“In the U.S. and other Western nations, white people are socialized to feel that they are inherently superior because they are white,” DiAngelo said. “Research shows that by age 3 to 4, children understand that it is better to be white.”
And then we have the white Pharisees, ever ready to plot against moments of critical race theory a-wokening.
“Any moment of black advancement is met with a backlash of white rage and resentment,” DiAngelo asserted. “I think we’re in a current moment of that after eight years of Obama.”
Also, don’t try to hide behind the whole colorblind society nonsense. Robin DiAngelo sees you. When a white person tells her, “I was taught to treat everyone the same,” she thinks, “This person doesn’t understand basic socialization. This person doesn’t understand culture. This person is not self-aware.”
So what does it mean to be less white?
“[B]e less oppressive … [B]e less arrogant … [B]e less certain … [B]e less defensive … [B]e less ignorant … [B]e more humble … [L]isten … [B]elieve. [B]reak with apathy. [B]reak with white solidarity,” a slide reads.
Here’s Borysenko breaking it down:
In a statement that expertly threaded the needle, Coca-Cola seemed to disavow including the video in its curriculum while still not denying that employees who wanted to access it were able to.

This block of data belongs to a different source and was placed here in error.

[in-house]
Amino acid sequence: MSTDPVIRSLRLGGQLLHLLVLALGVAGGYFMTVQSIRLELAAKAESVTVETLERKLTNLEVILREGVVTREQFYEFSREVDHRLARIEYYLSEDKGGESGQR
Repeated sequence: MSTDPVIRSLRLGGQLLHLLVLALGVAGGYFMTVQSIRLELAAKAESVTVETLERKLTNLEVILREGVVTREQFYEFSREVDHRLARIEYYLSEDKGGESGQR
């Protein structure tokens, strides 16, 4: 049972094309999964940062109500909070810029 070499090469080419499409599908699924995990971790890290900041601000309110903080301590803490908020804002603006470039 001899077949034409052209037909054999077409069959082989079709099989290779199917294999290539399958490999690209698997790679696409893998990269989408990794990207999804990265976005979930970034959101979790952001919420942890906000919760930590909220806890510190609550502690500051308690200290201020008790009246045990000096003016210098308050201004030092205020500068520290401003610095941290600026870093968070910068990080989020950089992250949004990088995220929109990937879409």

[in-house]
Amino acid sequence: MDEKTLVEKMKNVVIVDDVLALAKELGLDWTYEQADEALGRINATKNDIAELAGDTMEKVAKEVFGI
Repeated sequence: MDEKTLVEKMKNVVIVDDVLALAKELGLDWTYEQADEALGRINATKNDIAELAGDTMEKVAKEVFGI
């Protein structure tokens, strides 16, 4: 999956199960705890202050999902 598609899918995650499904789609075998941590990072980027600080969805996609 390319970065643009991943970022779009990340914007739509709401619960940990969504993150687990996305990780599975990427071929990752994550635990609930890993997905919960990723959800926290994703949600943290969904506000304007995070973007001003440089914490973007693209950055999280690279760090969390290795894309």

“The video and images attributed to a Coca-Cola training program are not part of the company’s learning curriculum,” the company said.
“Our Better Together global training is part of a learning plan to help build an inclusive workplace. It is comprised of a number of short vignettes, each a few minutes long. The training includes access to the LinkedIn Learning platform on a variety of topics, including on diversity, equity and inclusion.
“The video in question was accessible on the LinkedIn Learning platform but was not part of the company’s curriculum. We will continue to listen to our employees and refine our learning programs as appropriate.”
Here’s what I took away from that statement: The controversial video in question is publicly available and not part of the curriculum. Coca-Cola’s curriculum has “a number of short vignettes, each a few minutes long.” Employees can also go on LinkedIn Learning, which is where this video was available.
Assuming the company’s statement is accurate, it’s certainly a good thing no employees were forced to watch this video. The fact that it was offered at all, though — even implicitly — does raise some problems.
If Coca-Cola wants to make a workplace that’s diverse and inclusive of everyone, perhaps it shouldn’t implicitly offer employees access to such divisive “training” videos like DiAngelo’s — which only serve to divide, not bring people together. And perhaps it should have clarified things — like it did in the statement above — before coming under intense fire.
It’s not oversensitivity to think that defining the personality of an entire race as oppressive, arrogant, over-certain, defensive, ignorant, egotistical, non-listening, unbelieving and apathetic is fairly problematic as workplace training. Coca-Cola should have known better.
This article appeared originally on The Western Journal.